I could not agree more with Ms. Poulson [“Clean up Prince George’s County,” Letters to the Editor, Feb. 27] that we should care not just about the interior of our own home, but about the community as a whole. The issue is litter. Perhaps in order to keep personal space litter-free, people throw it out the car window or off their property? An Alice Ferguson poll indicates that may be the case. Clearly this is an anti-community behavior.

But I differ with Ms. Poulson as to the solution. Why spend more scarce county resources cleaning up after these people? Why not use the power of the pocketbook?

Two years ago, Montgomery County imposed a small 5-cent fee on carryout paper and plastic disposable bags. This gave the bags value and changed shopper behavior. No more routinely taking bags for every item, no matter how small.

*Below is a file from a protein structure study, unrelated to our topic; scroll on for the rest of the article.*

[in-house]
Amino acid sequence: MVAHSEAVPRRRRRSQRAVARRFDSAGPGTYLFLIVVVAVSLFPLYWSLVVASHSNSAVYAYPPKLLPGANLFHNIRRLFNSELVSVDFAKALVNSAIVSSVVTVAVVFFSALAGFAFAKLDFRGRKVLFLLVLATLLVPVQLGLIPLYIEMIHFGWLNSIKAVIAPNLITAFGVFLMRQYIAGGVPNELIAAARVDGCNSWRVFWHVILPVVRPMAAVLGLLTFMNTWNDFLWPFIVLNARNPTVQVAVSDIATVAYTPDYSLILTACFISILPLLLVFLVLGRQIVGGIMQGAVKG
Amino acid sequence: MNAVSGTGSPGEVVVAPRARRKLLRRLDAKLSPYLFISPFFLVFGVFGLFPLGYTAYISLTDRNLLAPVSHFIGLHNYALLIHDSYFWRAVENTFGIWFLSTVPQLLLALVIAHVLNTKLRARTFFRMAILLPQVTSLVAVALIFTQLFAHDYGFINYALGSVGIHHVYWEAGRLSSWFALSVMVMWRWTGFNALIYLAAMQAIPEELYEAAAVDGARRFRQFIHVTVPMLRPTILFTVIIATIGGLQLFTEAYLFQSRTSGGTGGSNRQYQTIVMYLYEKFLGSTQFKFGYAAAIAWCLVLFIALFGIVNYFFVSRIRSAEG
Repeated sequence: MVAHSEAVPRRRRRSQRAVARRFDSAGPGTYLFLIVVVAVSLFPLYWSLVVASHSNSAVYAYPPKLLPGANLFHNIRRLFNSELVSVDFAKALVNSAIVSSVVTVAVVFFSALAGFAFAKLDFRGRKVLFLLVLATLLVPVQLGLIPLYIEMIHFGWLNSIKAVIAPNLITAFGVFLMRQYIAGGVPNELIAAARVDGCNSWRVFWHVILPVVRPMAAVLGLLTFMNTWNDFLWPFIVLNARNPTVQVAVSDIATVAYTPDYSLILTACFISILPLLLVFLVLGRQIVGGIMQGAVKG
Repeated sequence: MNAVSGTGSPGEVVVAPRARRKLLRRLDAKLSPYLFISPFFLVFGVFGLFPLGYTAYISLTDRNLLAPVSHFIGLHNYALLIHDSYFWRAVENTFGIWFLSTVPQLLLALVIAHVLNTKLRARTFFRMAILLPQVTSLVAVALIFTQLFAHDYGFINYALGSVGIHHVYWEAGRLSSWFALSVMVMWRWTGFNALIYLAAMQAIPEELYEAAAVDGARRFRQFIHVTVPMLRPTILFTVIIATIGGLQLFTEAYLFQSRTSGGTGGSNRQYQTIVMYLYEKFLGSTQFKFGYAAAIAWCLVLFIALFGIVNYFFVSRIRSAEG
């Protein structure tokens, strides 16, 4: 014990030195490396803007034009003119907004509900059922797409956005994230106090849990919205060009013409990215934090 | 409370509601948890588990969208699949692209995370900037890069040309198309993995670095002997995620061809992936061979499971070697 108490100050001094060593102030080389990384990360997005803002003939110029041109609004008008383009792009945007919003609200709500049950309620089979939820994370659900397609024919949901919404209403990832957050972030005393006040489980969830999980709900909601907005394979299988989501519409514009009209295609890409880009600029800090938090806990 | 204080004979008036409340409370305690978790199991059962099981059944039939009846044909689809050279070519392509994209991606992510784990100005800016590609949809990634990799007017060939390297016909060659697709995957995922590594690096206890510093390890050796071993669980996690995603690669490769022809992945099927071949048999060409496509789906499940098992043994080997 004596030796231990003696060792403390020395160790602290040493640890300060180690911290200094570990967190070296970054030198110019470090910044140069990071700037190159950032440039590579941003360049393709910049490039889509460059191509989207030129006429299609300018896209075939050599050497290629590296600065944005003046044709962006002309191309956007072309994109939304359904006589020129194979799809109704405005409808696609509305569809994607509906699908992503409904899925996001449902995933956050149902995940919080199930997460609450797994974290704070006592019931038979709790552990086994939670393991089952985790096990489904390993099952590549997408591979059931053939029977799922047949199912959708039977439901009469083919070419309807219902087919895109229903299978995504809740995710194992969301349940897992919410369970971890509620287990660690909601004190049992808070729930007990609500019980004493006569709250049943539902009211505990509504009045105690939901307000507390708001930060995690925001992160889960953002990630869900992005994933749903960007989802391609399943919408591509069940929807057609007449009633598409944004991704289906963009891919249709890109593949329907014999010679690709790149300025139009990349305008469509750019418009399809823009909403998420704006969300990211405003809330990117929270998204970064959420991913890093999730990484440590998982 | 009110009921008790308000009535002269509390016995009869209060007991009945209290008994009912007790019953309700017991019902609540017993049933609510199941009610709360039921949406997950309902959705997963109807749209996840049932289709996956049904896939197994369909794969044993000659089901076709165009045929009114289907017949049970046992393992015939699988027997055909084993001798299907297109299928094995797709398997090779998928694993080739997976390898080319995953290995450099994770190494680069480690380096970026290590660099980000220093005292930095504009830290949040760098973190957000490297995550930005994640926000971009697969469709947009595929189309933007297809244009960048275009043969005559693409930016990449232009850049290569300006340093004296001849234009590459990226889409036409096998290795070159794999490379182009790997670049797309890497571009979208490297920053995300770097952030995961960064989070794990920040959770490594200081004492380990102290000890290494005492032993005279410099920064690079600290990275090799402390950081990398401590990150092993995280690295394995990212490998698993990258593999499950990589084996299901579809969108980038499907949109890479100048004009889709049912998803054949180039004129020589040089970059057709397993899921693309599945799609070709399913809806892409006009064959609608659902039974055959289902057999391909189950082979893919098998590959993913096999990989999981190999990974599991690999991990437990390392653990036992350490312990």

Our survey of 56 chain grocery stores in Montgomery and 46 in Prince George’s, recently completed in cooperation with the Prince George’s Group of the Sierra Club, found that reusable bags are seven times more likely to be used in Montgomery than in Prince George’s County. And nearly 60 percent of Montgomery shoppers forgo using disposable bags at all, choosing either to bring bags or go bagless. Our surveyors saw some impressive collections of reusable bags!

As a result, Montgomery County is enjoying a distinct decrease in plastic bag litter collected in stream cleanups. There is still abundant bottle and can litter, but the Friends of Sligo Creek, who actually count and categorize the trash they pick up, reported a decrease from 2,168 bags at their spring 2011 cleanup (pre-fee) to just 223 bags at their spring 2013 cleanup (post-fee). In the Northwest Branch, where I have coordinated cleanups for many years, new plastic bag litter is almost absent - except near the Prince George’s County border.

The pocketbook is a formidable force for improving behavior and preventing litter. I encourage Prince George’s County to try it.

Anne Ambler of Silver Spring is immediate past president of Neighbors of the Northwest Branch of the Anacostia River and coordinator of the shopper survey, Montgomery County.